Planning and Policy Objectives for a Real Strategic Transport Plan for Penang

shell-lgame-as-depicted-by-bosch

Again and again and again, when it comes to “transport master planning” in Penang, it seems as if we always end up circling to the same old structurally wrong thing. And in the process allowing the undertrained proponents of the Big Bang “solution” of the present government package, to occupy the center of the debate. This is a huge mistake.

It is my position that the starting place for responsible and effective transport planning and policy in Penang is NOT to link it to land deals —  but to look at the challenge in and of itself. From a well defined, explicit strategic perspective.

Some will say that they do not have enough money to accomplish their objectives — which quickly become wild, pharaonic, costly and not related to the real problems and priorities at hand. Remember, transport for people and not for cars (infrastructure included)

Here is the simple question that the policy makers need to ask and resolve.

(a) What is it that they can accomplish for the people of Penang,

(b) working with available resources in order to

(c) alleviate the day-to-day mobility problems of the people of Penang – with

(d) especial attention to the needs of the poorer half of society and the vulnerable populations (elderly, handicapped, poor, isolated, non-car owners, and

(e) above all women of all ages and stations of life, and in

(f) in the coming four years, i.e., 2017-2020.

How hard is that? And why is no one minding this store?

Please someone, tell me why this is not being done?

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About the author:

Eric Britton
9, rue Gabillot, 69003 Lyon France

Bio: Trained as a development economist, Eric Britton is a public entrepreneur specializing in the field of sustainability and social justice. Professor of Sustainable Development, Economy and Democracy at the Institut Supérieur de Gestion (Paris), he is also MD of EcoPlan Association, an independent advisory network providing strategic counsel for government and business on policy and decision issues involving complex systems, social-technical change and sustainable development. Founding editor of World Streets, his latest work focuses on the subject of equity, economy and efficiency in city transport and public space, and helping governments to ask the right questions and in the process find practical solutions to urgent climate, mobility, life quality and job creation issues. More at: http://wp.me/PsKUY-2p7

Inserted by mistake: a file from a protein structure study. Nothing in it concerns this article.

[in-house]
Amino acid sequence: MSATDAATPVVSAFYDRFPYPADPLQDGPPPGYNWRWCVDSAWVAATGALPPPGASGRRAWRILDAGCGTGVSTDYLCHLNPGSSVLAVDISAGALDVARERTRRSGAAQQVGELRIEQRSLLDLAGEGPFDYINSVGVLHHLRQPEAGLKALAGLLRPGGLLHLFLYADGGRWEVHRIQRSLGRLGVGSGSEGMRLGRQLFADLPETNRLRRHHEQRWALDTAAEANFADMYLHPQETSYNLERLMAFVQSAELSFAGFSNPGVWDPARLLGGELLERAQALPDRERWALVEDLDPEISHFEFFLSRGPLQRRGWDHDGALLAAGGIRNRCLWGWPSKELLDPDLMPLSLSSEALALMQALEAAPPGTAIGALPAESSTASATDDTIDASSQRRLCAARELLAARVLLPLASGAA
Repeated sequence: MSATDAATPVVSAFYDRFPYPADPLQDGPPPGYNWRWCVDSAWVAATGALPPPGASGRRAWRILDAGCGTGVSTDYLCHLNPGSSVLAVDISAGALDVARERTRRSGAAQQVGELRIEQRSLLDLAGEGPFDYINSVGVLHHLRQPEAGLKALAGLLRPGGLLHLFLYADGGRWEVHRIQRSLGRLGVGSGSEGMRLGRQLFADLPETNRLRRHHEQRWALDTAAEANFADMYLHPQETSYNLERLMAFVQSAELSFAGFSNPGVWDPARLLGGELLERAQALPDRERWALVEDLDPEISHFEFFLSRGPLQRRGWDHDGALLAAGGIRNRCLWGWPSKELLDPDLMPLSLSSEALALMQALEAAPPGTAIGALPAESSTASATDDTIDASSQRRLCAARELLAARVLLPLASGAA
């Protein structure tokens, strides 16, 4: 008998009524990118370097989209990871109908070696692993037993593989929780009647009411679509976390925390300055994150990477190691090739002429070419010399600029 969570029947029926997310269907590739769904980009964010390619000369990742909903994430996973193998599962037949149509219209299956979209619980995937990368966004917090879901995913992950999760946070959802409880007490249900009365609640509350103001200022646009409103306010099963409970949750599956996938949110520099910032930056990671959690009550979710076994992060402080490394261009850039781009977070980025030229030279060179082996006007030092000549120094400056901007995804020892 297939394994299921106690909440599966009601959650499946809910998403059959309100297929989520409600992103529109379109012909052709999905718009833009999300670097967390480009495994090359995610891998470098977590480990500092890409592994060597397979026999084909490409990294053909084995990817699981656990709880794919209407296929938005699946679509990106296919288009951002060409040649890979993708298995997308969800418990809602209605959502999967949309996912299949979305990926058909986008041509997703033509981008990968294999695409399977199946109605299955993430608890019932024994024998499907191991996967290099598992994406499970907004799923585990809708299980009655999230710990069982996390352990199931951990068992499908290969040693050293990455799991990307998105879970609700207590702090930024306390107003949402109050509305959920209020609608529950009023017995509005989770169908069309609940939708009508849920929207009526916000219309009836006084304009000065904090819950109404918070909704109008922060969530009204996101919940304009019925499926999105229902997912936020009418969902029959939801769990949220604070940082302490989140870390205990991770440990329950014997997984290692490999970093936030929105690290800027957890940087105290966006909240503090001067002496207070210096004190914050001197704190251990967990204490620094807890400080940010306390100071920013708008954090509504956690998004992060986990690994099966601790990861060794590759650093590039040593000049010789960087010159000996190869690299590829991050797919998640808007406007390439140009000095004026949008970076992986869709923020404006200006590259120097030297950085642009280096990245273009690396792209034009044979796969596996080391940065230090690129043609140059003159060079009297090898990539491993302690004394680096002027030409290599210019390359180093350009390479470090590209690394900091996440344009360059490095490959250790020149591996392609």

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Book review: Urban Transport Crisis in Emerging Economies

pojani-stead-urban-transport-crisis-small-coverWe are about to introduce this book to our 4,434 readers living and working in no less than 149 countries, most of whom in “emerging economies” — but let’s make this first part of this review very simple.  If you are at all interested in the on-going tectonic shift from what we used to call “transport” or “transportation” to the far more elusive and difficult “sustainable transport” or “mobility”, especially in the context of cities, this is a book which you really have to spend some time with to read and savour. It is timely, deep, critical, fair and wise. And not only for those working in the emerging economies

(Notice: For many of our readers, students, young professionals, NGO’s or tightly funded small city administrations, the hefty price may be a problem,. But let’s first take a good look at the book and then we can talk about a possible work-around for that price.)

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Archives: The struggle for local democracy in Malaysia

This is one of those special times for Malaysia when change and ideas are most  welcome. So there is hope and opportunity.  And it is one of those special times when change, even paradigm shifts are possible, and local governments given a new and more central place in the lives of our citizens. If we can together constructively, creatively and systematically build and add to the many promising initiatives , and if civic engagement leads an upsurge of citizen interest, we will surely see the emergence of an efficient, effective, equitable, democratic local government system in Malaysia that is socially, ecologically and economically sustainable.  And make a marked improvement in the quality of life of all Malaysians.
* Anwar Fazal, Penang. In Malaysiakini, 12 April 2001

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Heads-up Penang: Have you thought about getting an Undriving license?

undriving-license-site

There is a program in Seattle, USA that wants to teach you to become an “Undriver”. — Go to http://undriving.org/ for details.

And what about this?  Should Penang also start its own Undriver project. A grassroots movement to show what individual citizens who care can do for themselves and for others for a better, safer and fairer Penang.

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Op-Ed: Do Not Feed The Hungry Road Monster

This is not the most subtile treatment of the “More Roads/More traffic” problem I have ever seen, but let’s take a look about how the Penang Forum in its civil society pleading for a real vision and strategy behind transport policy and investment in Penang puts their case.

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